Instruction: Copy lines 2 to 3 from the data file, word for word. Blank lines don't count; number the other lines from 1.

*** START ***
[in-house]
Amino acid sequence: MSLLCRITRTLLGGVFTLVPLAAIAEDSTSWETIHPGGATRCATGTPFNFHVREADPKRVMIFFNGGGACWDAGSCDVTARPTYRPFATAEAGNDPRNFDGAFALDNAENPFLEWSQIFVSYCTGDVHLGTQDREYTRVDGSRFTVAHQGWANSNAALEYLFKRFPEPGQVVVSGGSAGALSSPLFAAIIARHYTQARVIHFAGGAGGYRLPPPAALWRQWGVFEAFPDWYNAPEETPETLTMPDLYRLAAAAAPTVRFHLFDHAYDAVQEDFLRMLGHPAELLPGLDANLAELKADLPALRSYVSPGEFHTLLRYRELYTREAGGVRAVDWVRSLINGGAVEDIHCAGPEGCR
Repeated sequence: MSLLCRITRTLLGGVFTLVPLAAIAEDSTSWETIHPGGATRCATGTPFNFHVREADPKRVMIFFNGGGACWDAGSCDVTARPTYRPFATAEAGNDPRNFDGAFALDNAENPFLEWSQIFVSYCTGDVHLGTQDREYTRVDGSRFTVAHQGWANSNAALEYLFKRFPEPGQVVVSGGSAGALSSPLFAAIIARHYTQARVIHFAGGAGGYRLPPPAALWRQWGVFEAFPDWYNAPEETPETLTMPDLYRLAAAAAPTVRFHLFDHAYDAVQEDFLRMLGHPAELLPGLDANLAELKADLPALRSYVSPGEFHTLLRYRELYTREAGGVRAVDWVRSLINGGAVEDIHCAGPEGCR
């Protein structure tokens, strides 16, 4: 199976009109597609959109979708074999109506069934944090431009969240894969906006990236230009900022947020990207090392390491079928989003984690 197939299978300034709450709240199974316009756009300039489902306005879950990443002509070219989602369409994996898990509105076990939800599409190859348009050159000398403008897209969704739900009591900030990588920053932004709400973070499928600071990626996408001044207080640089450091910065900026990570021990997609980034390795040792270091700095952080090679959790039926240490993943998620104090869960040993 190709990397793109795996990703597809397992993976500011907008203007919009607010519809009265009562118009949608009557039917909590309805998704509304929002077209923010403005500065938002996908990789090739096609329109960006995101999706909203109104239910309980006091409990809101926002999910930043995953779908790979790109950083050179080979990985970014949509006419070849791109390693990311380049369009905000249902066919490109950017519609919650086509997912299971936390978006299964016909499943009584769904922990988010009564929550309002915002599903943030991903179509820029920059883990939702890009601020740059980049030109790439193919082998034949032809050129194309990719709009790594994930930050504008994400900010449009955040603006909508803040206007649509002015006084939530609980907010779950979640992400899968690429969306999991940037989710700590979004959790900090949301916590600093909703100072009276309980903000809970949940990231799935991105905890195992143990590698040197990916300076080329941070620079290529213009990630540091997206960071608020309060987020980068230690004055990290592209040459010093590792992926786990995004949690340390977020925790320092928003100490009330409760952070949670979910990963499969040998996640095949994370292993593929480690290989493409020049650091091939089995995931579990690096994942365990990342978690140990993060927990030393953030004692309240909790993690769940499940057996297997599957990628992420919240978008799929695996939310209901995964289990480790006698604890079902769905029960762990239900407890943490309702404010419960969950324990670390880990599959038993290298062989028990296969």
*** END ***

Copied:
Amino acid sequence: MSLLCRITRTLLGGVFTLVPLAAIAEDSTSWETIHPGGATRCATGTPFNFHVREADPKRVMIFFNGGGACWDAGSCDVTARPTYRPFATAEAGNDPRNFDGAFALDNAENPFLEWSQIFVSYCTGDVHLGTQDREYTRVDGSRFTVAHQGWANSNAALEYLFKRFPEPGQVVVSGGSAGALSSPLFAAIIARHYTQARVIHFAGGAGGYRLPPPAALWRQWGVFEAFPDWYNAPEETPETLTMPDLYRLAAAAAPTVRFHLFDHAYDAVQEDFLRMLGHPAELLPGLDANLAELKADLPALRSYVSPGEFHTLLRYRELYTREAGGVRAVDWVRSLINGGAVEDIHCAGPEGCR
Repeated sequence: MSLLCRITRTLLGGVFTLVPLAAIAEDSTSWETIHPGGATRCATGTPFNFHVREADPKRVMIFFNGGGACWDAGSCDVTARPTYRPFATAEAGNDPRNFDGAFALDNAENPFLEWSQIFVSYCTGDVHLGTQDREYTRVDGSRFTVAHQGWANSNAALEYLFKRFPEPGQVVVSGGSAGALSSPLFAAIIARHYTQARVIHFAGGAGGYRLPPPAALWRQWGVFEAFPDWYNAPEETPETLTMPDLYRLAAAAAPTVRFHLFDHAYDAVQEDFLRMLGHPAELLPGLDANLAELKADLPALRSYVSPGEFHTLLRYRELYTREAGGVRAVDWVRSLINGGAVEDIHCAGPEGCR